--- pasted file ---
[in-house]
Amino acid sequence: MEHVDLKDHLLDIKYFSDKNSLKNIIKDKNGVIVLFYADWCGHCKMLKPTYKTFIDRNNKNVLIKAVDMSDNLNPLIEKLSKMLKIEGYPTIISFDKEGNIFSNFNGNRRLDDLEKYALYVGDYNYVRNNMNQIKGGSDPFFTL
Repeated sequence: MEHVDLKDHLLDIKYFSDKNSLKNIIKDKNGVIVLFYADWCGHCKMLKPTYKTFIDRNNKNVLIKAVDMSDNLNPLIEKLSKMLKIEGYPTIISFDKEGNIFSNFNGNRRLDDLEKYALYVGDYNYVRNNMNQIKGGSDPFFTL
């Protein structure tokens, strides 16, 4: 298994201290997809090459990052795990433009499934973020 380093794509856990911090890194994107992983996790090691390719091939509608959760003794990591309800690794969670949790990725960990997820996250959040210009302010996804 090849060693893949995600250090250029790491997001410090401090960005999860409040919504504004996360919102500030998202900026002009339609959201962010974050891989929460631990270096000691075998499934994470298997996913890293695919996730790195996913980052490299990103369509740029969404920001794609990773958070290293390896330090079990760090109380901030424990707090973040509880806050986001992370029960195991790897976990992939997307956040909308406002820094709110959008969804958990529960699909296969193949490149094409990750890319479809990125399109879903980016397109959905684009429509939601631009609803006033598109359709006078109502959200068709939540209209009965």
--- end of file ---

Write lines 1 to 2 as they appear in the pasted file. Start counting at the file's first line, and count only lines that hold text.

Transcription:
[in-house]
Amino acid sequence: MEHVDLKDHLLDIKYFSDKNSLKNIIKDKNGVIVLFYADWCGHCKMLKPTYKTFIDRNNKNVLIKAVDMSDNLNPLIEKLSKMLKIEGYPTIISFDKEGNIFSNFNGNRRLDDLEKYALYVGDYNYVRNNMNQIKGGSDPFFTL